The situation changed during the Era of Division, when we see increasing separation of labor between the different aspects of drug harvesting, selling, and usage. In the preface of his Collected Annotations, Tao Hongjing devotes a lengthy section to various methods of preparing drugs. At the beginning of this section, he laments that during his time many drugs were collected from regions south of the Yangzi River instead of from the best sites in the western and northern regions. Due to their inferior quality, these drugs could not effectively cure illness. Tao then remarks:
Furthermore, the marketmen do not understand the properties of drugs; they only pay attention to their shape and adornment. They no longer sell ginseng from Shangdang,69 and discard asarum from Huayin like grass.70 They each follow certain trends, compete with each other, and comply with formulas, accommodating what is needed [in society]. They cannot extensively provide all types of drugs, hence often leave some out. What remains today is about two hundred types. Many physicians do not recognize drugs upon seeing them, so they only listen to the marketmen. Nor are the marketmen able to discriminate among drugs, so they all rely on those who harvest and deliver drugs. Those who harvest and deliver drugs transmit and learn clumsy methods of managing drugs. Thus, it is hard to distinguish the authentic from the fake, the superior from the inferior.71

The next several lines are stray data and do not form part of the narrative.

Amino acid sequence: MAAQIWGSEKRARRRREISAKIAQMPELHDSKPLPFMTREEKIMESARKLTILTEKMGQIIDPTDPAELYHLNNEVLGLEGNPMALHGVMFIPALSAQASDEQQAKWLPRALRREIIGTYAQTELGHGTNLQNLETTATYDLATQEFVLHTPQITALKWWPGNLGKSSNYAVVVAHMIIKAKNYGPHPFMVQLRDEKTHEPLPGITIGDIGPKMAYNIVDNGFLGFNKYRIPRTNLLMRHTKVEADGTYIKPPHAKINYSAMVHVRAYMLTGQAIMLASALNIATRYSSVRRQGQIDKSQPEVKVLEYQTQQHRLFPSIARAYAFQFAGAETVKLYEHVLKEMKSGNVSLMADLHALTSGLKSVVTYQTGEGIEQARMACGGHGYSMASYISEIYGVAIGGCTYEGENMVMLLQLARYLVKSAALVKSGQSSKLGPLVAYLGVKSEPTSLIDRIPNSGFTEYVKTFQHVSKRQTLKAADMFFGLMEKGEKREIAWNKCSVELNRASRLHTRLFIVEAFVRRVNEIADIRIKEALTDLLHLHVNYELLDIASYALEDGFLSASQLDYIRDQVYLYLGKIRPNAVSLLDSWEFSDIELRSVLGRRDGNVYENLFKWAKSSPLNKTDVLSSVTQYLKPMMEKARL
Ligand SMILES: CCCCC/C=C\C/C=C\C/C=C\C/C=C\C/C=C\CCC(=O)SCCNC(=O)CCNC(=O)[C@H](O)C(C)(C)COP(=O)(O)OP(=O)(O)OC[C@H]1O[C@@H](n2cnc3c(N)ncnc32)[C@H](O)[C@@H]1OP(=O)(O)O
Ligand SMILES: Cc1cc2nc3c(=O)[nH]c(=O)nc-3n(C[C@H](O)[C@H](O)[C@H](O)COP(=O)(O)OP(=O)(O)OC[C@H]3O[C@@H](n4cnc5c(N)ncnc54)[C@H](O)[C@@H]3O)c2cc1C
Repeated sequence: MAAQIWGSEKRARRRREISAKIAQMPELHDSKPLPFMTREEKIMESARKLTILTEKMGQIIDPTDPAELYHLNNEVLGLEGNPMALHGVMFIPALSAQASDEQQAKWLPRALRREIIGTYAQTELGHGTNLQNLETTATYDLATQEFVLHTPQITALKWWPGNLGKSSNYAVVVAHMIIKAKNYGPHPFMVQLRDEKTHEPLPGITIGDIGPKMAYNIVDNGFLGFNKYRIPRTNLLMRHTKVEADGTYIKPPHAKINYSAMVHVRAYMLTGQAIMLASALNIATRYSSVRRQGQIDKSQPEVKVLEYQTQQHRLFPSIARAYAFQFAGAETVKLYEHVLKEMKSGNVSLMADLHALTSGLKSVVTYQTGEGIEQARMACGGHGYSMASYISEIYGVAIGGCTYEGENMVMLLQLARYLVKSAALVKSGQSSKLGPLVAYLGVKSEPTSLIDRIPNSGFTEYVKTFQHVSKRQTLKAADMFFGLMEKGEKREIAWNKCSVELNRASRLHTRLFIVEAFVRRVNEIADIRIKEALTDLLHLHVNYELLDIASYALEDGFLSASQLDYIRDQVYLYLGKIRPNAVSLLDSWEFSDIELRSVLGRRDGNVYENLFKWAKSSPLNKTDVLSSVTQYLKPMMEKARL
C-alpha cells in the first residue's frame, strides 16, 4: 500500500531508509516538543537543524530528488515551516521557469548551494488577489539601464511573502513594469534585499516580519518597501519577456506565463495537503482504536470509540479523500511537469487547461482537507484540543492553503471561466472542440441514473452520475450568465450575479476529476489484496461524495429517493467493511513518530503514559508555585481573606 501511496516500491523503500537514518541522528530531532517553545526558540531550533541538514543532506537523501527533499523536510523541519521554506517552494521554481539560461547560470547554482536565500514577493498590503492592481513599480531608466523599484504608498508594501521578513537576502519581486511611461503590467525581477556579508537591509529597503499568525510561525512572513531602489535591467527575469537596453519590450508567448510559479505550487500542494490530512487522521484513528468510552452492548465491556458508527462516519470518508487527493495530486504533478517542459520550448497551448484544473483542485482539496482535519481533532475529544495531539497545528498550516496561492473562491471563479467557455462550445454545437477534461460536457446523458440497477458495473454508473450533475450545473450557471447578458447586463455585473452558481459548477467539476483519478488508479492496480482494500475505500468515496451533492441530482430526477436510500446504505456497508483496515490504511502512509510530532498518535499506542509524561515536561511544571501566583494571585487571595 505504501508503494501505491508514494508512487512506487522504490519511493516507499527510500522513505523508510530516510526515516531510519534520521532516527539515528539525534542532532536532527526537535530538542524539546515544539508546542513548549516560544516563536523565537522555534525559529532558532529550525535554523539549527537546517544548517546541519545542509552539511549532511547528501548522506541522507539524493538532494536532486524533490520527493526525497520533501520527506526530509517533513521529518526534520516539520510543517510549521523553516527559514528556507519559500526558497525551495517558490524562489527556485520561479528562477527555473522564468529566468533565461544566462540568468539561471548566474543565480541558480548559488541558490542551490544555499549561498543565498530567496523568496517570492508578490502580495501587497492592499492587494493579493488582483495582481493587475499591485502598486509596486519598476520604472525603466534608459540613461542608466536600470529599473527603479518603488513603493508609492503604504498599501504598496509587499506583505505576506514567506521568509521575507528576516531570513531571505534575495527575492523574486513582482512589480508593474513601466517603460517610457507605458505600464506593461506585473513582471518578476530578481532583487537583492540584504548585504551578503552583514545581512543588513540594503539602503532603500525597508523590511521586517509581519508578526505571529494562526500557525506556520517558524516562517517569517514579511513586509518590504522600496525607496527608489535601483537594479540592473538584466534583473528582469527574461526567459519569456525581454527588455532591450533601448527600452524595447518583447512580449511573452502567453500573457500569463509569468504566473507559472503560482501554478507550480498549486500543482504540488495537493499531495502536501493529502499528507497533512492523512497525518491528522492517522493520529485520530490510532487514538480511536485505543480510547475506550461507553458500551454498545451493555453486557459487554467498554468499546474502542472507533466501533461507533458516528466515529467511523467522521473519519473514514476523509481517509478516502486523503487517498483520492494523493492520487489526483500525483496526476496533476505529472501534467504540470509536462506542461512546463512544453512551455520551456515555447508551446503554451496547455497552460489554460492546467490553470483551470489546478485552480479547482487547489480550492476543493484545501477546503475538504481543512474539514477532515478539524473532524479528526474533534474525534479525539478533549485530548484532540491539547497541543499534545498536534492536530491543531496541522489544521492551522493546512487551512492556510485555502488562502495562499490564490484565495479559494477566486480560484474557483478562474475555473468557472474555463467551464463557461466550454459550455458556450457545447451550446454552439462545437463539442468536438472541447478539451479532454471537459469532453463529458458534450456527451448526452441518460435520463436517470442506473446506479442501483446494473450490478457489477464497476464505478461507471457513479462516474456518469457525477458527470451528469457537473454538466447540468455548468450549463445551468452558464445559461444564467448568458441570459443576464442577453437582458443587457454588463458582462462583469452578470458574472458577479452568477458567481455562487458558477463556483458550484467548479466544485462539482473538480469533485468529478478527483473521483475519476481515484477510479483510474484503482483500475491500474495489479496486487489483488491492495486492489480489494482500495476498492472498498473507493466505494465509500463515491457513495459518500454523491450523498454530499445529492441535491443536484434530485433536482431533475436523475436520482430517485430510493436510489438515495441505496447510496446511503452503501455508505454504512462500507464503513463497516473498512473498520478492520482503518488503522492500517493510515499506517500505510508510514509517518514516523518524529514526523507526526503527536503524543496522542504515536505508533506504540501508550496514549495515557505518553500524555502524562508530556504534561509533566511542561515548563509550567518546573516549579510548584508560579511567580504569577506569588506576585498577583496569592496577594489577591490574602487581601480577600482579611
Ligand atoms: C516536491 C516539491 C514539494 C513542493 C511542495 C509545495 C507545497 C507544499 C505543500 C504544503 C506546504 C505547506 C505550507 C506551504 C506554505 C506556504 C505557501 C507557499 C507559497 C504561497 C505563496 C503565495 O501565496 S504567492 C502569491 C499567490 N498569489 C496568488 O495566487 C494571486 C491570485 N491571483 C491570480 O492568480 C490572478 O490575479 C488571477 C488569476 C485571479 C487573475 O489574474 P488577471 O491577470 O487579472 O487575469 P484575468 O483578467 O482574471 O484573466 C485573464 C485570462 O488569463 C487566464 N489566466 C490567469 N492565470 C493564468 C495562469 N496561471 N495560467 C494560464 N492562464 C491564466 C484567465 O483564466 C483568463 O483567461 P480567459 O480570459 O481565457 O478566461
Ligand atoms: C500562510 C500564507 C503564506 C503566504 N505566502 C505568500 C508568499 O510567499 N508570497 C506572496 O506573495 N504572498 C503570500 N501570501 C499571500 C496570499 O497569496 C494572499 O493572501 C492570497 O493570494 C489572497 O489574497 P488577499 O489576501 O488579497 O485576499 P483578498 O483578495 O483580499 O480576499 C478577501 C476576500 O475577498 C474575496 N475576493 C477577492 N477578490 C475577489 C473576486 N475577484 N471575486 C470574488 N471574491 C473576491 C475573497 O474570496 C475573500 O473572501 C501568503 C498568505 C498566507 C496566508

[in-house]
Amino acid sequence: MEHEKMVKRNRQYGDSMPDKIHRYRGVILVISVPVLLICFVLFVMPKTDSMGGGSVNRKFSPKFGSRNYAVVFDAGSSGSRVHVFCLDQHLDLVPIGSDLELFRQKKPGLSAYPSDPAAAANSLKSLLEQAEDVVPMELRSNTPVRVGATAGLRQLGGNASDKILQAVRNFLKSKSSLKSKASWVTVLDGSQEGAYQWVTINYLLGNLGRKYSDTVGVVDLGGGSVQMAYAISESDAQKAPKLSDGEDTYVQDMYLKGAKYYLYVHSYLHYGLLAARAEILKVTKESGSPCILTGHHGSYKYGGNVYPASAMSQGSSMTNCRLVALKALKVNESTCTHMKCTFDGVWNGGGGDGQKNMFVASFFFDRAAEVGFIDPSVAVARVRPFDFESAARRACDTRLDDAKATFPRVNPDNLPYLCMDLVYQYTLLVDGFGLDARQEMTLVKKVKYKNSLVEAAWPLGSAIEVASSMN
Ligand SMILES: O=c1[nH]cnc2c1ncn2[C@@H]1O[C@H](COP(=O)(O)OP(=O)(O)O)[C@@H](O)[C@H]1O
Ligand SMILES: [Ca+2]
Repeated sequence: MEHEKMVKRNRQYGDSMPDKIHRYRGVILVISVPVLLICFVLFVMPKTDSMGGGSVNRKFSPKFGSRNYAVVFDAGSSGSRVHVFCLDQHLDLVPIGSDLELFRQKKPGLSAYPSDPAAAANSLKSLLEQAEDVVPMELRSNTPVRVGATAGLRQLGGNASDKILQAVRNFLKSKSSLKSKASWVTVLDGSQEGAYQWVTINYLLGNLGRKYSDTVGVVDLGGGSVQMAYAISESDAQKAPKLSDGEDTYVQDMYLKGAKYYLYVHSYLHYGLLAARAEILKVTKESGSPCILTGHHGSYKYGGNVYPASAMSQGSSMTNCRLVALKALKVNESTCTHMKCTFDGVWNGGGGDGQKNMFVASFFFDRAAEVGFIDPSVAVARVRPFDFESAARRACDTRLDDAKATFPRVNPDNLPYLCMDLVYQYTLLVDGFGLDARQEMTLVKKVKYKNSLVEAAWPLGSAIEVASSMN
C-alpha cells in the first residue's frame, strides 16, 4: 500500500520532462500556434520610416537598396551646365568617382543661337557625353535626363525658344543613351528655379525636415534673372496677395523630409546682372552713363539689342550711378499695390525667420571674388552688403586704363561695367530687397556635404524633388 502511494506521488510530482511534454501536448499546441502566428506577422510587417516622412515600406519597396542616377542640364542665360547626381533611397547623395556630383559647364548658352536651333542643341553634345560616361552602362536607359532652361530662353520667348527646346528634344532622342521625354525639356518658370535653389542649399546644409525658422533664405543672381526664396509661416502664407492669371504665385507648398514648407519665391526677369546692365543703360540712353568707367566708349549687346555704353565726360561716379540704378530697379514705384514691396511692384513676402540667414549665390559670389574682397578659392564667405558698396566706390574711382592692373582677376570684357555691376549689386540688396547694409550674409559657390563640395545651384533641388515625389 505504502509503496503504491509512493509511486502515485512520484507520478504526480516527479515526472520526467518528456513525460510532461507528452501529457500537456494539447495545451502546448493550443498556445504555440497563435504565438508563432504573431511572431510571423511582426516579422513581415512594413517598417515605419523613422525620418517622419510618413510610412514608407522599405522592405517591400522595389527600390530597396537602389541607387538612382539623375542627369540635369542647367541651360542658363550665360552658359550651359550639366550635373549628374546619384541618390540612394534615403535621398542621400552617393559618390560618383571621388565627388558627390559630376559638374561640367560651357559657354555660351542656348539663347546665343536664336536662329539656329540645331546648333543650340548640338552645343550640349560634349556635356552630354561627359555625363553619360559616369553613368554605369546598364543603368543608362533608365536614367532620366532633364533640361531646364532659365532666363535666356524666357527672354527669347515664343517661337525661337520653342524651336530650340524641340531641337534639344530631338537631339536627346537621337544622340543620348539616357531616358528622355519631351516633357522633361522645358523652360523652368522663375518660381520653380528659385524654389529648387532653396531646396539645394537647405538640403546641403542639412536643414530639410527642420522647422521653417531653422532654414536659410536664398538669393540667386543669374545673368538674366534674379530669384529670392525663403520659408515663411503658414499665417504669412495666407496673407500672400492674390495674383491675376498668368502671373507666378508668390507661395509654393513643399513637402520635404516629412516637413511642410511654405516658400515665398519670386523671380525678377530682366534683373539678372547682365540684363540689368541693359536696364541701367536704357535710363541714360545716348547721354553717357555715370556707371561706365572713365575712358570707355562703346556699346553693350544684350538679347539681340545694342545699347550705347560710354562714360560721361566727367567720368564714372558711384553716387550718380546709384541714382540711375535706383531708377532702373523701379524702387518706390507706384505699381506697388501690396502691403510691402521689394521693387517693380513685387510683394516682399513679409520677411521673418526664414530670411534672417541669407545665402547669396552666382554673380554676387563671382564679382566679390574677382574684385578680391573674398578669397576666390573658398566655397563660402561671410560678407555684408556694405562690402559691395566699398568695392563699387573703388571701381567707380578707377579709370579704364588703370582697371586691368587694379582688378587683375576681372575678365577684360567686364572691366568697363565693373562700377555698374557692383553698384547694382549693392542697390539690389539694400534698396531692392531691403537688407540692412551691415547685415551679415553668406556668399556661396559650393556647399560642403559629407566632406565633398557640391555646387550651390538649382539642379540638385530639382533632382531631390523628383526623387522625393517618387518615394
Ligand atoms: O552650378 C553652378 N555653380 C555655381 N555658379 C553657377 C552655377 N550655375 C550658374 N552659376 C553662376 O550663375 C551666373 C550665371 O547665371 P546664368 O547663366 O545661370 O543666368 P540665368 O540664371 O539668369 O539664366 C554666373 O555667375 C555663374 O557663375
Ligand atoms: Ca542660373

In this passage, Tao identifies three groups of people who act in a chain to handle drugs: those who harvest and deliver drugs (cai song zhi jia), the marketmen (shiren) who sell drugs, and the physicians who prescribe drugs. We know little about the first group, except that their skills are inferior in Tao’s eyes. Besides harvesting drugs, they were probably also involved in processing them, as suggested by the word “manage” (zhi), which also appears in Treatise on Drug Processing.72 In his Collected Annotations, Tao also uses another term, “drug specialist” (yaojia), whose work probably overlapped with that of the first group. Tao holds a critical attitude toward them, claiming that in many cases where a drug proved ineffective, it was due to the incompetence of these drug specialists, not the fault of physicians.73 Even worse, these suppliers sometimes produced ersatz drugs to make money. Tao writes down a list of ways to produce these counterfeits: whitening stalactite by boiling it in vinegar, straightening the root of asarum by soaking it in water, sweetening astragalus by steaming it in honey, moistening angelica by sprinkling it with alcohol, gluing the eggshells of the mantis to the branches of mulberry trees,74 and dyeing the legs of centipedes red.75 What stands out from these examples is Tao’s concern about authenticity: the deceptive behavior of the drug suppliers compromised the medical practice of physicians, a situation he tried to rectify by providing reliable pharmaceutical knowledge in his work.